Why Hiring From the Bottom is A Real Bonehead Move

6 05 2012

At the risk of seeming like a real obnoxious pinhead, I’m going to start off this posting with a line that I’d hate in someone else’s post (hey, life ain’t fair). But it will be in the service of making a larger point about how people hire film craftsmen.

So, here it goes.

I was trapped in a security line at Heathrow Airport while on the way back from a conference in Cape Town, South Africa when I heard a middle aged man unwittingly put it all in perspective. (There. I’ve said it. I don’t feel better about it, but at least now I can move past it.)

So, we’re stuck on one of those long security lines made even worse by the fact that British Airways has decided to open only one line for hundreds of people.

Now, last time I checked, it had been more than a decade since these security procedures have been instituted at worldwide airports. Yet, still, there are those fliers who seem to have ignored ten years of experience. They forget about the liquids, they don’t take off belts or shoes or any number of other alarm triggering devices. I’ve got this down to a science by now — cel phone, money, and wallets in my jacket pockets, my belt and other loose items inside my shoes, with it all in a box with my laptop.

But I travel a lot. I don’t expect everyone to have gotten this down like I do. But, damn, how many times do you have to listen to those TSA folks drone on about small liquids and laptops before you figure it out.

Anyway, the line is slow moving until it stops moving because one puzzled couple can’t seem to get anything right. Anything. The crowd grows restless and finally one businessman in front of me mutters (and this is the point of the whole story so pay attention now) at them “Noob.”. Pronounced “newb”

And the guy was right. These two newbies were slowing everyone else down.

I thought about this when I got a request the other day from someone looking to hire an editor. No pay involved, but a “chance to work with great talent, and get something for their reel.”

I must get four or five requests like this a month, and I have never seen any of them with any real value. For the intern. There are newbies directing, newbies producinF, newbies acting in it. And this makes the likelihood of this being good for a reel pretty damned slim.

Now, I firmly believe that there are real values in working on volunteer projects. Anyone who has read my THE FILM EDITING ROOM HANDBOOK (and stayed awake) might remember that I talked about this. There are more ways to get paid than money.

But jumping onto a project with noobs all around (I am aware that the definition of this will change as you move forward in your career) doesn’t help you learn and will rarely help you build a larger group of people who know they can trust you (which is really the point of every job and job search you should be doing). More frequently, it will hold up the line as you and others try to figure out if toothpaste should be considered a liquid and put into that plastic Baggie.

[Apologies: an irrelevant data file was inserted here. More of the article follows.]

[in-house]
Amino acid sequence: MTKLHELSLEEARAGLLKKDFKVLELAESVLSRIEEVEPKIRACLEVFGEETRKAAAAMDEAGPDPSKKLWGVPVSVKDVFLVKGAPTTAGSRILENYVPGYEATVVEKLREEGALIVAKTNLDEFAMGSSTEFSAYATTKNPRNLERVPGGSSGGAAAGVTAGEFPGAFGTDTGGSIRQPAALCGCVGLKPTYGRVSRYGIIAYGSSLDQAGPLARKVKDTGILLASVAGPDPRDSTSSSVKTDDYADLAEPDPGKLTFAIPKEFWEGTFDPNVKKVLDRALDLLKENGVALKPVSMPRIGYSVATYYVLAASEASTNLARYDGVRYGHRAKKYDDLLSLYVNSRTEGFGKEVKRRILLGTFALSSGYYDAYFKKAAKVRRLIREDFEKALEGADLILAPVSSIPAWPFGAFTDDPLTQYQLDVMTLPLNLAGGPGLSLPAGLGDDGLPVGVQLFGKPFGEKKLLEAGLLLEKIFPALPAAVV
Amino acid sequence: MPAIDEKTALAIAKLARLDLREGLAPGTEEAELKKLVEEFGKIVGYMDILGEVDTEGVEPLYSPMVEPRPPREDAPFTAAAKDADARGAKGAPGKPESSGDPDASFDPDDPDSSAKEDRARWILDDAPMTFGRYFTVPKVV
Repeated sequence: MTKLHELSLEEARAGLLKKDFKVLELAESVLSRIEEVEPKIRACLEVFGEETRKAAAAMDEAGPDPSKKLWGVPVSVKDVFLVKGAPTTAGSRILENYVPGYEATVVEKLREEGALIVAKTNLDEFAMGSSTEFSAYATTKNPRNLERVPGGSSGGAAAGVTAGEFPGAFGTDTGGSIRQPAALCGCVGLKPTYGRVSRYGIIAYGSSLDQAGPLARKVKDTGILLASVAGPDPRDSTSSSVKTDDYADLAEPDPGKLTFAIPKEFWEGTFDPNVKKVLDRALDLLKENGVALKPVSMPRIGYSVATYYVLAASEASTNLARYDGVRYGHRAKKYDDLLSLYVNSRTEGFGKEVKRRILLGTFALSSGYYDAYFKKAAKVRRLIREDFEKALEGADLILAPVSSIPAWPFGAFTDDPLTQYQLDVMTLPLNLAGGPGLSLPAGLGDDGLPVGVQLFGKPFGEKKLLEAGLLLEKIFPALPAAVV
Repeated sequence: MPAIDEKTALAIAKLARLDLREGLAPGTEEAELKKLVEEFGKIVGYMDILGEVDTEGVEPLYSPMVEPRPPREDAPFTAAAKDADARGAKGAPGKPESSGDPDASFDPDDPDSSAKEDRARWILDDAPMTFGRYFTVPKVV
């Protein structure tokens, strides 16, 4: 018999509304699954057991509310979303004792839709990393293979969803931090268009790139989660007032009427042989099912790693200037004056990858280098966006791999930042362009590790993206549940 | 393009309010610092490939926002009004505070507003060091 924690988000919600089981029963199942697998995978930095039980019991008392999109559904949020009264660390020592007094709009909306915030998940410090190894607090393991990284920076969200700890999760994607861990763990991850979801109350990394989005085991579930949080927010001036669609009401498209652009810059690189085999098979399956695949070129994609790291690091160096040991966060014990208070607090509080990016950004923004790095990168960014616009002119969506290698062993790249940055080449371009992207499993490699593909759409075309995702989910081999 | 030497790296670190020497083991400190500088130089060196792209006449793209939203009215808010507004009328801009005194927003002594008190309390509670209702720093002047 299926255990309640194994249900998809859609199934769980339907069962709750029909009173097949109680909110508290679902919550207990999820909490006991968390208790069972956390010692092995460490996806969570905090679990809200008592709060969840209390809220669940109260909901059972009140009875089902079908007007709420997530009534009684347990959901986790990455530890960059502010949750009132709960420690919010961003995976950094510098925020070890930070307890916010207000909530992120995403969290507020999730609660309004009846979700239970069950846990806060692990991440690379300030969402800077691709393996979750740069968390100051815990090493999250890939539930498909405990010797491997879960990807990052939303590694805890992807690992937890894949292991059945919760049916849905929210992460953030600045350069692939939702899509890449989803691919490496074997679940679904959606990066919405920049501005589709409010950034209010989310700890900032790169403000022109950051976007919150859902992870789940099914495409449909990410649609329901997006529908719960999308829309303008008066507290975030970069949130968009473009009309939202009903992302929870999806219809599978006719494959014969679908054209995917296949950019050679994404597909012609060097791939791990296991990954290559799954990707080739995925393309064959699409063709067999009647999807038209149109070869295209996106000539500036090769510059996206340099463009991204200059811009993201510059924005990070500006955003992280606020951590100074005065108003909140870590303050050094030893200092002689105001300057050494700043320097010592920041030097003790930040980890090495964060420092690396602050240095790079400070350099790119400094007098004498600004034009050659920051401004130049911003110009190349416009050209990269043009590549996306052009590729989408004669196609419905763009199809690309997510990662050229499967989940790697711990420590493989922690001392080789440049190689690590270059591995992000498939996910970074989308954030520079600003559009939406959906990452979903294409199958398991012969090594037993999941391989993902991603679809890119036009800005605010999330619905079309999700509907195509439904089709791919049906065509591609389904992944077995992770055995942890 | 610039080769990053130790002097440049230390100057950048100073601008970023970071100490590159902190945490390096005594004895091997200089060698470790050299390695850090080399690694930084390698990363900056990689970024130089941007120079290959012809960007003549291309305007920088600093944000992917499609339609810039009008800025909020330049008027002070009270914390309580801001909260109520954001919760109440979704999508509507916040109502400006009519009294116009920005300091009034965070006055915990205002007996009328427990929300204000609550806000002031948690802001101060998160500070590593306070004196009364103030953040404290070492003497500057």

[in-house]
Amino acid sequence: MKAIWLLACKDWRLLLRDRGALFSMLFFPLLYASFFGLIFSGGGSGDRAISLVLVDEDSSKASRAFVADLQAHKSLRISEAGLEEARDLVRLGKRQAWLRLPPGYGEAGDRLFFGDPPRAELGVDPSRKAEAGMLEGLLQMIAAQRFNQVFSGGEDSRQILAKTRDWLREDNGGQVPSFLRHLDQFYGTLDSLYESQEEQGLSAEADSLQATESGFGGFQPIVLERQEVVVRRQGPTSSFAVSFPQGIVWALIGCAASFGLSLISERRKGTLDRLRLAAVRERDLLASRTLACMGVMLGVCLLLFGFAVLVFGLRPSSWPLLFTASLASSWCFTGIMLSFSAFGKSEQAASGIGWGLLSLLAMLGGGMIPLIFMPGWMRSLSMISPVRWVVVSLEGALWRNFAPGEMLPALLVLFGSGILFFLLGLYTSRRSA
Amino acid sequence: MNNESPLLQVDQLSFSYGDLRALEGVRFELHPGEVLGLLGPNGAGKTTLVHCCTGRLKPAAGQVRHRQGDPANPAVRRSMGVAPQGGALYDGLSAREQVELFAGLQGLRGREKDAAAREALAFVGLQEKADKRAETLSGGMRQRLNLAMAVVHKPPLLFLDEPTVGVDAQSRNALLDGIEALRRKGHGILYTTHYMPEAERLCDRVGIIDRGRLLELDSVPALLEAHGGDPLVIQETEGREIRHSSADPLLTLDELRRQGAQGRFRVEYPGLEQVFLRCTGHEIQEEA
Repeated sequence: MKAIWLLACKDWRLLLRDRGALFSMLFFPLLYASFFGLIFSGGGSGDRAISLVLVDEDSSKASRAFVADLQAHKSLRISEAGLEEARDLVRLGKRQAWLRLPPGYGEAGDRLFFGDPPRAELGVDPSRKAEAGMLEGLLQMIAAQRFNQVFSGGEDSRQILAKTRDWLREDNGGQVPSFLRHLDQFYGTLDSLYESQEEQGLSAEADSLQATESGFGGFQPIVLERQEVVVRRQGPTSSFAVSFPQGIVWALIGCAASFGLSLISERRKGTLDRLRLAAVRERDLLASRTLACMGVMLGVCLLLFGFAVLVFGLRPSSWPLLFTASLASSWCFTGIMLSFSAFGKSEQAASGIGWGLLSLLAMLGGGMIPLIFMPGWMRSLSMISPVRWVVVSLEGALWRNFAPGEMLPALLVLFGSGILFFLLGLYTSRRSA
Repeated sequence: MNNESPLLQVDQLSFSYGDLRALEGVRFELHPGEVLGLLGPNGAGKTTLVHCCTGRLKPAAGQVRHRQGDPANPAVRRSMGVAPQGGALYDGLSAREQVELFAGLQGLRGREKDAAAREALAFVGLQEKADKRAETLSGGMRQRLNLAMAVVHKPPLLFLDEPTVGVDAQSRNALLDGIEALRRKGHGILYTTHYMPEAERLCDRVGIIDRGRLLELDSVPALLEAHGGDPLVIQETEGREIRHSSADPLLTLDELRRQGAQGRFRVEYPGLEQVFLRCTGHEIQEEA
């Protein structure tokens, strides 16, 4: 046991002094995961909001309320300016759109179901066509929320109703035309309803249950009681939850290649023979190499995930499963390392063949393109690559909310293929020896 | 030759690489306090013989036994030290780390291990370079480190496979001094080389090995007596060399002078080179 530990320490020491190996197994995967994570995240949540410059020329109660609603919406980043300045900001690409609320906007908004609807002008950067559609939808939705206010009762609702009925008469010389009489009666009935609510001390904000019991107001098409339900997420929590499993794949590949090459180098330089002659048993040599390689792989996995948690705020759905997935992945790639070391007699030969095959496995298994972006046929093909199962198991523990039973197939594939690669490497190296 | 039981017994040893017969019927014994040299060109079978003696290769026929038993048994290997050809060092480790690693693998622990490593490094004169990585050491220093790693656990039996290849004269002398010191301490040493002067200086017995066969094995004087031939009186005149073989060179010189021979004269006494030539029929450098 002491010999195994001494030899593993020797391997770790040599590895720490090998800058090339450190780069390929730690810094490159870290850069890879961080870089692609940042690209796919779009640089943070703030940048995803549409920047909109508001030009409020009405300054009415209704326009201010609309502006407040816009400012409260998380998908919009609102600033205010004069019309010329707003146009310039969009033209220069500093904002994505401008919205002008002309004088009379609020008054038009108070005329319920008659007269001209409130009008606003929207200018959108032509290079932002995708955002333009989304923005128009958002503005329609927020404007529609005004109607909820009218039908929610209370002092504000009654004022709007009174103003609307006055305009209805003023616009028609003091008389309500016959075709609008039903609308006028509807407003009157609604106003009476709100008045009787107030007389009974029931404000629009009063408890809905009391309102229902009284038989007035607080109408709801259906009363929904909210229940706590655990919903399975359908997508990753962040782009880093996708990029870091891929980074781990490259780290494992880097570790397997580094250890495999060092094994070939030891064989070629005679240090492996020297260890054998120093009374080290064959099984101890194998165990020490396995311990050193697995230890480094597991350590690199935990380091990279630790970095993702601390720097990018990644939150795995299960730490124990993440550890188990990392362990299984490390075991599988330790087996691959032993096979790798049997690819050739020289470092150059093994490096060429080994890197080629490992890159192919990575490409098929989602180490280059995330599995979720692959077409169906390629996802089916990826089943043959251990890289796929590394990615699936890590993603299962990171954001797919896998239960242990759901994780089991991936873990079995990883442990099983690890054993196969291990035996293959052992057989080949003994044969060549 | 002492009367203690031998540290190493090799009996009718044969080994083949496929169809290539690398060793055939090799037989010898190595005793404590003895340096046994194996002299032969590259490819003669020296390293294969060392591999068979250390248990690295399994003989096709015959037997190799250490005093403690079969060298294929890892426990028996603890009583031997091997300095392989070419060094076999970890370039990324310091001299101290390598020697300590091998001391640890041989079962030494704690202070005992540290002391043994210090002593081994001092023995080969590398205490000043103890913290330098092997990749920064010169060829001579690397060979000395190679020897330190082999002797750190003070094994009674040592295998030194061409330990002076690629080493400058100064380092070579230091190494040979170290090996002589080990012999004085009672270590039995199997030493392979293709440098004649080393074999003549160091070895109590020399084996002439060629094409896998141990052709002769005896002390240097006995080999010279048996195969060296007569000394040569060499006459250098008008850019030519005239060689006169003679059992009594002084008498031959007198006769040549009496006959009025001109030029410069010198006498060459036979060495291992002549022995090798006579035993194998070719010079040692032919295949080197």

By extension, producers should think twice before going to the all-volunteer route. I’ve heard stories of actors bailing in mid shoot because they got involved in something else they were more interested in (or compensated for). I’ve seen plenty of films that lost composers because they delayed locking their picture past the point where the composer could do it for free for them.

Noobs don’t mean to make these errors. They just do, because that’s how we creatives learn. At USC we know that our students will rarely learn from lectures. They have to do and fail at projects. And that’s what a lot of noob projects are. No harm in that, but I resent when that no-pay-necessary attitude extends to bigger projects. Some people would rather spend the money on a great looking VFX package than an editor with enough experience to give them a great working story.

I’ve edited for noobs and I’m sure I will do it again when the people are right. But I’d rather work on a project with a producer who isn’t hiring people who don’t know where their shampoo goes on the TSA line. Makes me feel better about how he/she feels about me.

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Learning From Experts, Part 2

8 10 2010

Last post, I talked about how I learned about learning from the late Arthur Penn, on the film FOUR FRIENDS. This time I’m going to talk about another, more traditional, type of learning — book learning.

Many of you know that I’m an editor and editing teacher by trade. I’ve been editing using digital NLEs (first on Lightworks, then on Montage, Ediflex, Avid and Final Cut) for years and years. In all that time, you’d think I would have learned things.  Well, actually, I have. But then you always meet people who help to keep your ego in check.